The inspiration for the project was my mother. As referenced earlier, I had a strong desire to explore the music of her heritage. And being an African-American, my mother's musical roots in this country begins with slavery and the Negro Spiritual—a beautiful musical traditions that grew out of one of the ugliest times in our country. Secondly, I wanted to pursue a project that my mother would enjoy that hopefully would also have it's place in the academy (though that was secondary)—in other words, a project that was full of depth musically and conceptually, but also more widely accessible. 

The process of reimagining Negro spirituals has been the most life-giving to me as a composer as I connect to my heritage in this unique way.

Interview with Shawn Okpebholo conducted by Josh Rodriguez via email between Aug. 18-Sept. 14, 2019

To hear more of Shawn’s music, please visit:

If you are interested in contributing an article or would like to recommend a topic for exploration, please send an email to: Photos used with composer’s permission. Other photos from various online sources including

[1] Program Notes for Kutimbua Kivumbi

[2] Program Notes for On a Poem by Miho Nonaka: Harvard Square 

beyond books: another way of engaging scripture

Josh Rodriguez

            When I graduated from Seminary, one of the first things that I strove to do was to acquire books. I wanted to have the insight and wisdom of great theologians, thinkers, and scholars to guide me around matters theological, ethical, and spiritual. This was, and still is especially the case with commentaries on the scripture. As a pastor, I am expected, on a weekly basis, to lead a community to wrestle with, consider, and delve into a Biblical text, and this is no small task. In one Bible verse are a multitude of meanings, layers of context and sub-context, social influences, rhetorical word plays, and traditions of hearing and receiving the text. With one Bible verse are centuries of tradition engaging with the text, centuries of scholarship that has considered the social, the historical, the literary, and the spiritual nuances that are overtly seen or are to be found more subtly within the text. I could read a passage and have a sense of what it meant for me, but I knew that there was so much more to the passage that I would not be able to ascertain on my own. There is mystery and wisdom to be found in the text that I do not have the training, the time, or the ability to discern without the assistance and guidance. Hence my need for commentaries, for books, for the collection of scholarship on passages from the Bible. I open a commentary on a Gospel reading or a story from the Hebrew Scriptures and deeper dimensions of experiences would unfold before me. And in doing so, I am engaging with the views and experiences of someone else, I am adding another conversation partner to my engagement of the scripture, and I am broadening my interaction with the text. Hence my desire to acquire books, specifically commentaries about the Bible.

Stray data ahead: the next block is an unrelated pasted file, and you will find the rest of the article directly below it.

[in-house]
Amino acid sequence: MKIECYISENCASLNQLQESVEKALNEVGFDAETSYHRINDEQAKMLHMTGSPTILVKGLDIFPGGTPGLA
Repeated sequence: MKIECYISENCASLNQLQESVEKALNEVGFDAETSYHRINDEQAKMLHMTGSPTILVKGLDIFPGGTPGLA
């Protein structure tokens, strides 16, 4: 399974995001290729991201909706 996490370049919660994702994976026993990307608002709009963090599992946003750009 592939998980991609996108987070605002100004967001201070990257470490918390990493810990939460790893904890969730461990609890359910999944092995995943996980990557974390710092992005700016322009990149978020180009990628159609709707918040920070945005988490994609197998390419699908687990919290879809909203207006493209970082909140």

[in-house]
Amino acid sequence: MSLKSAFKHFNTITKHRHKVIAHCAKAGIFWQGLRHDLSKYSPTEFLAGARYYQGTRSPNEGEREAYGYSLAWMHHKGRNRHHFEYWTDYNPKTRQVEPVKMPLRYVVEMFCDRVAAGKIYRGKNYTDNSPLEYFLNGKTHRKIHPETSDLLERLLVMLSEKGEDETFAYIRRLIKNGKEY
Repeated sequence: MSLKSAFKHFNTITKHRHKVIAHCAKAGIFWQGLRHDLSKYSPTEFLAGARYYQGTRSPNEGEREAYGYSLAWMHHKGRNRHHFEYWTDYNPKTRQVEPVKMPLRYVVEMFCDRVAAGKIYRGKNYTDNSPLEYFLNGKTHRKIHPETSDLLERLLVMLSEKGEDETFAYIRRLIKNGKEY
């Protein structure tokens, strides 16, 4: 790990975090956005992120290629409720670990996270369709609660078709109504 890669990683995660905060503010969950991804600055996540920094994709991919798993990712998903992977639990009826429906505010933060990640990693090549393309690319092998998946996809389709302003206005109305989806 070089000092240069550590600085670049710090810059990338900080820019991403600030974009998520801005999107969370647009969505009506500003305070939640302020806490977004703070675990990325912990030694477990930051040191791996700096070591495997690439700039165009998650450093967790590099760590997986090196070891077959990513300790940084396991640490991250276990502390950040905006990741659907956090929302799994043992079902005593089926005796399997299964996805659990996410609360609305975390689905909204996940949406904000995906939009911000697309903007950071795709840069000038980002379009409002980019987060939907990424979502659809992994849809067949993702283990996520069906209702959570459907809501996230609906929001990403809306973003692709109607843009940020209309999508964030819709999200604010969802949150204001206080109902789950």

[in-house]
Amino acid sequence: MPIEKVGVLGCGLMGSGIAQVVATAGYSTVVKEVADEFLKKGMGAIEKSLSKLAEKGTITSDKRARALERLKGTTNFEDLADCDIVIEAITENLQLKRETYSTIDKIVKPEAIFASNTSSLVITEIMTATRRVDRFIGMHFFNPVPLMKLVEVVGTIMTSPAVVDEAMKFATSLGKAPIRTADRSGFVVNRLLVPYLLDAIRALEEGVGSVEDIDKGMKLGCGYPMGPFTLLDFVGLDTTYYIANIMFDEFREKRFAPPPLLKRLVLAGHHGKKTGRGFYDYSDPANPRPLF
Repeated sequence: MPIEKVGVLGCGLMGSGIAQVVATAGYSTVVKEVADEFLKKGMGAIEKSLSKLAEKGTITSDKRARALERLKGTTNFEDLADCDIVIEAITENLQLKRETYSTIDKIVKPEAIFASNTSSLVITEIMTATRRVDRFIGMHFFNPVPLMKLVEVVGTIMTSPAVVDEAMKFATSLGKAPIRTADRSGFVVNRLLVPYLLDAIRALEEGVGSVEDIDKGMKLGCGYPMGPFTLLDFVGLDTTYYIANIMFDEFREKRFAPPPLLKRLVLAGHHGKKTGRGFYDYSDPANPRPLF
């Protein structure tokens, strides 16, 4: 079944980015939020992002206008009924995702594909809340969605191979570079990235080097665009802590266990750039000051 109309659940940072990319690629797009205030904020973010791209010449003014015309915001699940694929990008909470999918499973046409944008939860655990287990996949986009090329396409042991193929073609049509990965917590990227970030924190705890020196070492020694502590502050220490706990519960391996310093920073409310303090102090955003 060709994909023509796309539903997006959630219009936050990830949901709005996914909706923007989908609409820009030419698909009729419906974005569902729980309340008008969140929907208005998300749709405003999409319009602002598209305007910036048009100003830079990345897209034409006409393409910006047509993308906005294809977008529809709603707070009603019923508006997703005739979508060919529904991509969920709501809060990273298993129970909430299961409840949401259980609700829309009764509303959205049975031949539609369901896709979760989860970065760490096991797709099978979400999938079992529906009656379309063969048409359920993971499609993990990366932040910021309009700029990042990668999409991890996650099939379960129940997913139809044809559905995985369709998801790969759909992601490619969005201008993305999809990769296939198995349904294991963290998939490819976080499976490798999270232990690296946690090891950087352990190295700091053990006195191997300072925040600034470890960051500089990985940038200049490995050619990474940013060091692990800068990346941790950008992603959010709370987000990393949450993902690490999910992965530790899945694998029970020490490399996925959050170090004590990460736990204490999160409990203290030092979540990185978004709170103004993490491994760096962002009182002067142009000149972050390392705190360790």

I now have volumes and volumes of commentaries and other books that offer different views, different readings, different lenses on just about every verse in the Bible. They are all helpful in their own ways, and have offered me guidance in my own weekly struggle to discern and engage with scripture but these works of writing are still limited. There is only so much that can be shared through the written word. There is a level of knowledge that is offered, there are revelations that can be discerned, but at a certain point, that knowledge and experience stop and there is still more to discern.

            The arts open us up to experience the divine in a different way, a way that is not simply shared through dissemination of information, but that is experienced.

The arts convey not so much knowledge, but a way of being, a way of feeling, a way of engaging with the ideas of the text that is not found in the technocratic expression of historical dates, rules of grammar, or social commentary and context.

The arts offer an opportunity to engage with scripture, and the revelation that can be found in scripture in a way that goes beyond information and settles with experience.

            Consider the psalms. Consider what were, very likely, songs that we find in the Hebrew Scriptures. We hear psalms expressing hope and triumph, fear and anxiety, and looking for direction and guidance. I could read what scholars have written, but through music, music written specifically with the psalm in mind, perhaps even for that psalm, we are invited to engage with the psalm thought a different lens, a different layer of interpretation. The difference between a composer and a Biblical scholar is the way in which one engages the text, the ways in which one is drawn into the text, and the ways in which the truth of the text is shared.

One could speak about the feelings of anguish that is found in Psalm 13, or one could write a piece of music that draws the listener to engage with the experience of anguish.

There are multiple settings of one passage, multiple ways of engaging, all offering ways to engage with Scripture. Just like I prefer to have a number of commentaries about a specific Bible passage, we can also look for multiple ways to hearing and experiencing a psalm. Find a musical setting. Listen with an open heart. Let yourself be pushed and challenged. Open yourself to hear the psalm in different ways through different compositions.